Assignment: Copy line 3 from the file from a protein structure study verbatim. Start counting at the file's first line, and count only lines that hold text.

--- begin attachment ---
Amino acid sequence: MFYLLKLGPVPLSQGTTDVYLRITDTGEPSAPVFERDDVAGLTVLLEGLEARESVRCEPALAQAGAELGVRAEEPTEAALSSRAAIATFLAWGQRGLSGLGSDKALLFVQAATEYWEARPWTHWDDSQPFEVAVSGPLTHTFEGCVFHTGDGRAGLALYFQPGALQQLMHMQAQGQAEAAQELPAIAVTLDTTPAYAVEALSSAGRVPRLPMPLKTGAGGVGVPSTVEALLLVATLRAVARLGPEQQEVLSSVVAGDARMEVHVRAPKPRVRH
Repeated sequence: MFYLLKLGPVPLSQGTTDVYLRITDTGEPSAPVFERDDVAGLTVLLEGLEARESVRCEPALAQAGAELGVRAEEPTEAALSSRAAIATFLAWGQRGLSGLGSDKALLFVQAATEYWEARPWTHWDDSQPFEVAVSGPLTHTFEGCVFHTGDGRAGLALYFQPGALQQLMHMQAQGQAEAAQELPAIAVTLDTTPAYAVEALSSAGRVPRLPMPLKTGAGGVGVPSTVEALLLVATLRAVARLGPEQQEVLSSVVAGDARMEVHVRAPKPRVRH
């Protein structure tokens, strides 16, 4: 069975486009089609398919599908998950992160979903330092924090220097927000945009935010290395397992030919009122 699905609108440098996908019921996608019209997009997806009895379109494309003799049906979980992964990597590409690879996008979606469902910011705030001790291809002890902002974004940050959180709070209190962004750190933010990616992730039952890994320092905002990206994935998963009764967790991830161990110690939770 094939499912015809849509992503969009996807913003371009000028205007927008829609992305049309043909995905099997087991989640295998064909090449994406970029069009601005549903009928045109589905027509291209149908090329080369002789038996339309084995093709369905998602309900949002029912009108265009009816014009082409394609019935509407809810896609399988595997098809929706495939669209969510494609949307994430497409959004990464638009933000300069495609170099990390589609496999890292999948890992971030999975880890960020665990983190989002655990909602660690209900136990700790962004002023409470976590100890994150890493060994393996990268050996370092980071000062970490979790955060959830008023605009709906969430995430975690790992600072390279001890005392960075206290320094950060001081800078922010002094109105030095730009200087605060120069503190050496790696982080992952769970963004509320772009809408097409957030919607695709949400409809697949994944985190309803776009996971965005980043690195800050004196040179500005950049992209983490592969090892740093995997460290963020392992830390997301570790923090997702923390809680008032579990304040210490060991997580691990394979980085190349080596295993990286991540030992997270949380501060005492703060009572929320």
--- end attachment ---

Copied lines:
């Protein structure tokens, strides 16, 4: 069975486009089609398919599908998950992160979903330092924090220097927000945009935010290395397992030919009122 699905609108440098996908019921996608019209997009997806009895379109494309003799049906979980992964990597590409690879996008979606469902910011705030001790291809002890902002974004940050959180709070209190962004750190933010990616992730039952890994320092905002990206994935998963009764967790991830161990110690939770 094939499912015809849509992503969009996807913003371009000028205007927008829609992305049309043909995905099997087991989640295998064909090449994406970029069009601005549903009928045109589905027509291209149908090329080369002789038996339309084995093709369905998602309900949002029912009108265009009816014009082409394609019935509407809810896609399988595997098809929706495939669209969510494609949307994430497409959004990464638009933000300069495609170099990390589609496999890292999948890992971030999975880890960020665990983190989002655990909602660690209900136990700790962004002023409470976590100890994150890493060994393996990268050996370092980071000062970490979790955060959830008023605009709906969430995430975690790992600072390279001890005392960075206290320094950060001081800078922010002094109105030095730009200087605060120069503190050496790696982080992952769970963004509320772009809408097409957030919607695709949400409809697949994944985190309803776009996971965005980043690195800050004196040179500005950049992209983490592969090892740093995997460290963020392992830390997301570790923090997702923390809680008032579990304040210490060991997580691990394979980085190349080596295993990286991540030992997270949380501060005492703060009572929320």